Mom's terlet refills every hour or so, and I replaced the flapper. It
didn't fix the problem.
She has a thirty year-old toilet and I noticed that the "drain hole" in
the tank is sloping (i.e., the "rim" is lower on the side farther from
the fill tube and considerably higher on the side near the tube).
Is this unevenness a sign of erosion, or do those holes--sorry I don't
know their techical name--come on some models at a sloping angle?
Finally, if a sloping drain hole ISN'T normal under any circumstances,
is there a way to repair it without replacing the toilet? (As readers
of some other posts on this group may be aware, Mom's up to her kazoots
in other home maintenance expenses this season.)
BULLSHIT! m_Ransley strikes again.
The "drain hole" not being level is absolutely normal. It's made that way
so the flush valve (flapper), which is attached to and pivoted at the fill
tube, will seat properly. If the tank is refilling periodically it normally
means water is leaking out somehow or the fill valve is defective or
misadjusted. Your assignment, if you choose to accept it, is to determine
"what be happenin".
If the tank water level is slowly going down and there is no water on the
floor, determine if the leak is at the flush valve (flapper). The common
way is to add some food coloring (I prefer purple but that's just me) to the
tank water and watch to see if it appears in the bowl. If it does, replace
the flapper with a new, good one. The holy H or Lowe's has 'em -
Fluidmaster is the common brand and the red ones seem to be better than the
black ones (my experience). While you're at it, inspect & clean the valve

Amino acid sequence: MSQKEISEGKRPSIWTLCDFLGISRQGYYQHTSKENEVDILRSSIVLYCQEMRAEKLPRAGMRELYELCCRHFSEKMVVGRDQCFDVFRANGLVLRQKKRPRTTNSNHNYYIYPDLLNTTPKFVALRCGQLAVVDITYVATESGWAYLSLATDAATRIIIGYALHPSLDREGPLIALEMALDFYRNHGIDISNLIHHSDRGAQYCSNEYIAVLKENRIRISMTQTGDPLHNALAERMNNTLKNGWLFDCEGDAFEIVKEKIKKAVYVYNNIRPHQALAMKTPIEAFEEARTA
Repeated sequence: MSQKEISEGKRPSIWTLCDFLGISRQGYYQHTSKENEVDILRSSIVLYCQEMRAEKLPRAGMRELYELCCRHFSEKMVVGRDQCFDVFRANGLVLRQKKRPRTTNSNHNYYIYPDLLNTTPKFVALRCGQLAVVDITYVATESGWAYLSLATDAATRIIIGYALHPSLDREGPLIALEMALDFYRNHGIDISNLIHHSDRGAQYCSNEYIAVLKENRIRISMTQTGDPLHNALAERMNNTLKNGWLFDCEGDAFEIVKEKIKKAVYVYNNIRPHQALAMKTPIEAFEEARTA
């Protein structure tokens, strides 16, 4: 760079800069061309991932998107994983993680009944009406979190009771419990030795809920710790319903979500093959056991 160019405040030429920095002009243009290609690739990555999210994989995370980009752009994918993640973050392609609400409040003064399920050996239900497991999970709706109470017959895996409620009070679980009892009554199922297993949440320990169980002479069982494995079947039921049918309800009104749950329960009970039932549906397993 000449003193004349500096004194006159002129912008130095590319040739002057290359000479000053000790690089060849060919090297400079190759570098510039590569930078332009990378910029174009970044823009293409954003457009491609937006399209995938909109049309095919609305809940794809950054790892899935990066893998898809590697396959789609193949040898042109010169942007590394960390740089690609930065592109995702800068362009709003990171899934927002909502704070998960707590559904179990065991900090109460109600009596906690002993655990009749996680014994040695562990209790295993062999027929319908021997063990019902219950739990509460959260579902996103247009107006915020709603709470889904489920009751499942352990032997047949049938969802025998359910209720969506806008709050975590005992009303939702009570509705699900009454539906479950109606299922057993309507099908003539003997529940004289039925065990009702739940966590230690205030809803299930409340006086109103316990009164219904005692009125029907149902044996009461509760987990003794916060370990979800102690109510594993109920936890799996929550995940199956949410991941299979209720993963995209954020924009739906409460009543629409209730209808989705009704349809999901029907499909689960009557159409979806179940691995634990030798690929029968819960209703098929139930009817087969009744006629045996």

seat (the slanted thing you referenced earlier). If it is corroded it will
have to be replaced. If it's need cleaning, clean it. It must be free of
all debris and provide a smooth mating surface with that new flapper.
If no colored water shows up in the bowl, you may want to inspect the ball
float. If it leaks, water will enter it, over time, and it will no longer
float as high. As it sinks, it operates the fill valve, adding water to the
tank. This is not a very common problem.
Finally, notice the water level when the tank is full and the fill valve has
shut off. If it is too high, water may be spilling over into the overflow
tube. That's the vertical tube, about 3/4" in diameter, usually next to the
fill valve assembly. The tank water level should be about 1/2" below the
top of the tube. If it's too high you can adjust the fill valve. Sometimes
this means bending the rod that the float is attached to.
Hope your Mom's "kazoots" are better.
seat. You have to drain the tank and dry the existing
seat, then the replacement sticks down on it. I don't
know how much leveling that will do, but I did it to
mine that kept dripping, and it has been working fine
for years now.
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